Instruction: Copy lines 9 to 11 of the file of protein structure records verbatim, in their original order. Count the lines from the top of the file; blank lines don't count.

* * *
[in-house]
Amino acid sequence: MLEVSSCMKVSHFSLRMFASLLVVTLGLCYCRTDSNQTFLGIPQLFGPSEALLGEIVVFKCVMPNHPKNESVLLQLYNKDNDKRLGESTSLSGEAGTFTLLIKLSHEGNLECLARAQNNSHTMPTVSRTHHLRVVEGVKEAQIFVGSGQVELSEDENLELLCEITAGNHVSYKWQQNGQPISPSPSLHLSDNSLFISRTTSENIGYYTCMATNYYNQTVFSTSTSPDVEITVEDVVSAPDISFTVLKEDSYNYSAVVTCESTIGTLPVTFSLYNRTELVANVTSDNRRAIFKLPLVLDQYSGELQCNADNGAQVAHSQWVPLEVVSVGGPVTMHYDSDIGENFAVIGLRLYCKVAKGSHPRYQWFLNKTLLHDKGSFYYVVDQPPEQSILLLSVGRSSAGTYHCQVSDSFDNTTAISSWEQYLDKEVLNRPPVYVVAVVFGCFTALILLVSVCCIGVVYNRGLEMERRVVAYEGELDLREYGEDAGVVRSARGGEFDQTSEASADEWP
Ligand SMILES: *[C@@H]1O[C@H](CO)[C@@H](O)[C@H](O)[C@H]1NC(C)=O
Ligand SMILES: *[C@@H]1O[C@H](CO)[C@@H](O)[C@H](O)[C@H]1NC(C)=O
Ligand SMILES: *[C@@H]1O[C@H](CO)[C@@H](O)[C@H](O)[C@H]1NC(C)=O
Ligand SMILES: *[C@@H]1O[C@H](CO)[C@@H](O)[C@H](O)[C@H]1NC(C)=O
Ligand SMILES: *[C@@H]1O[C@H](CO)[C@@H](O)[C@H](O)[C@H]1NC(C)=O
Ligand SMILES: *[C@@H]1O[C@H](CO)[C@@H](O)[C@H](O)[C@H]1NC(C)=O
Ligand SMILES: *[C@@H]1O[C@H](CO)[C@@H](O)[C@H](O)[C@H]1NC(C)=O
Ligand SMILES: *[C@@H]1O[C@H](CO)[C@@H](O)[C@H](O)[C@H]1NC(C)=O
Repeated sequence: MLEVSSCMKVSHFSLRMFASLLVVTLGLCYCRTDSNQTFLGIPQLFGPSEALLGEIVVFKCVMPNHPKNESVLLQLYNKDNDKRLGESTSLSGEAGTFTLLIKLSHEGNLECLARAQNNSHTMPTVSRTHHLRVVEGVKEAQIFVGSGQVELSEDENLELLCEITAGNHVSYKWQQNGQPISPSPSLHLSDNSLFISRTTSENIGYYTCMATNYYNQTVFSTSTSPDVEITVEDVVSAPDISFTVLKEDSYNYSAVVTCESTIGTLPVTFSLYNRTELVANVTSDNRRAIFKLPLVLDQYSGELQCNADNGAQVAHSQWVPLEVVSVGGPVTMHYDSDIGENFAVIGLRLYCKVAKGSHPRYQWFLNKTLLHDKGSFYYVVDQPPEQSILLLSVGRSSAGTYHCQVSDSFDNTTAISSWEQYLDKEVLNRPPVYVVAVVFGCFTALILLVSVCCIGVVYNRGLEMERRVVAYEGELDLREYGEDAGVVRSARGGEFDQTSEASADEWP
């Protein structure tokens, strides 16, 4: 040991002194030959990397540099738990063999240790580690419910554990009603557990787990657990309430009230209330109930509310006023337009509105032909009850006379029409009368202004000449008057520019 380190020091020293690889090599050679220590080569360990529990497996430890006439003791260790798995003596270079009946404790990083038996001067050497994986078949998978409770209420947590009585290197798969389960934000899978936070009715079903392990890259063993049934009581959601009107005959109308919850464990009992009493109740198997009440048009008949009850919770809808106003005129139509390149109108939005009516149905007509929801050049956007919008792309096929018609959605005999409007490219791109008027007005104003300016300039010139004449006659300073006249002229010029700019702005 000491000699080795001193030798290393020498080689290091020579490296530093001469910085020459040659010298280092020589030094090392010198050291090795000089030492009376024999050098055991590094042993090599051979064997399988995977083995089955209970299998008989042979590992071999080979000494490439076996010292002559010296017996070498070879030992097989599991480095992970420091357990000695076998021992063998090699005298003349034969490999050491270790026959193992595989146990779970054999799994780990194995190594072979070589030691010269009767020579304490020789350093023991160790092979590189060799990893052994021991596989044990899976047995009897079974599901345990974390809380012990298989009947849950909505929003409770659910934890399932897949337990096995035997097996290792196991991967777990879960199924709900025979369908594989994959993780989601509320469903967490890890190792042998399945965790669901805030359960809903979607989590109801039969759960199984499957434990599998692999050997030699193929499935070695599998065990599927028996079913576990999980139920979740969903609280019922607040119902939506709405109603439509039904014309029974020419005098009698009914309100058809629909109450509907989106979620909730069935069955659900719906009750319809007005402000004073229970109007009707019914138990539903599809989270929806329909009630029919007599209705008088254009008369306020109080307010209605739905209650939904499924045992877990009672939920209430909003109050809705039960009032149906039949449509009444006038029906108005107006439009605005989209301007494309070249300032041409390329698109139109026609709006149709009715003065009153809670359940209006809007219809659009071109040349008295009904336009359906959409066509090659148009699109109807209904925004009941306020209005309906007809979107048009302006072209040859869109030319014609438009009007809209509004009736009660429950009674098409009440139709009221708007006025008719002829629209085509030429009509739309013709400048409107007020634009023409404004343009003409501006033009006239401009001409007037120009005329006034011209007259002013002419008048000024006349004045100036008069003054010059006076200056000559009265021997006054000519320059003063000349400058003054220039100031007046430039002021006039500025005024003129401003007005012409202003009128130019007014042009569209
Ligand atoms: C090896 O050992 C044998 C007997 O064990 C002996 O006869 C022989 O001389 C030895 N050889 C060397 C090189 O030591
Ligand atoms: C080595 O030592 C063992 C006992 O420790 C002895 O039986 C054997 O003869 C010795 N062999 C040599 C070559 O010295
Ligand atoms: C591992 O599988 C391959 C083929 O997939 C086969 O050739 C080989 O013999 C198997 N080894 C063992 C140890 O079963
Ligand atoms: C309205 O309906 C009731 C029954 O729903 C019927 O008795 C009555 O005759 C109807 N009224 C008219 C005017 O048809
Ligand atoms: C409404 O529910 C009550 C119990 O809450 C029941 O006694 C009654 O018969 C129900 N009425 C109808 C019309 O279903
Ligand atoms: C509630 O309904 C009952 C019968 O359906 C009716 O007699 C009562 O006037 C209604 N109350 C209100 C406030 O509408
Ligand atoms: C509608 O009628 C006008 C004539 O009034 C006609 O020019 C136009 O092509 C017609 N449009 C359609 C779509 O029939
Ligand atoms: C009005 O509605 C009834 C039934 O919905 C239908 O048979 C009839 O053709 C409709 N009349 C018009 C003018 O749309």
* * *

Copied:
Ligand SMILES: *[C@@H]1O[C@H](CO)[C@@H](O)[C@H](O)[C@H]1NC(C)=O
Ligand SMILES: *[C@@H]1O[C@H](CO)[C@@H](O)[C@H](O)[C@H]1NC(C)=O
Repeated sequence: MLEVSSCMKVSHFSLRMFASLLVVTLGLCYCRTDSNQTFLGIPQLFGPSEALLGEIVVFKCVMPNHPKNESVLLQLYNKDNDKRLGESTSLSGEAGTFTLLIKLSHEGNLECLARAQNNSHTMPTVSRTHHLRVVEGVKEAQIFVGSGQVELSEDENLELLCEITAGNHVSYKWQQNGQPISPSPSLHLSDNSLFISRTTSENIGYYTCMATNYYNQTVFSTSTSPDVEITVEDVVSAPDISFTVLKEDSYNYSAVVTCESTIGTLPVTFSLYNRTELVANVTSDNRRAIFKLPLVLDQYSGELQCNADNGAQVAHSQWVPLEVVSVGGPVTMHYDSDIGENFAVIGLRLYCKVAKGSHPRYQWFLNKTLLHDKGSFYYVVDQPPEQSILLLSVGRSSAGTYHCQVSDSFDNTTAISSWEQYLDKEVLNRPPVYVVAVVFGCFTALILLVSVCCIGVVYNRGLEMERRVVAYEGELDLREYGEDAGVVRSARGGEFDQTSEASADEWP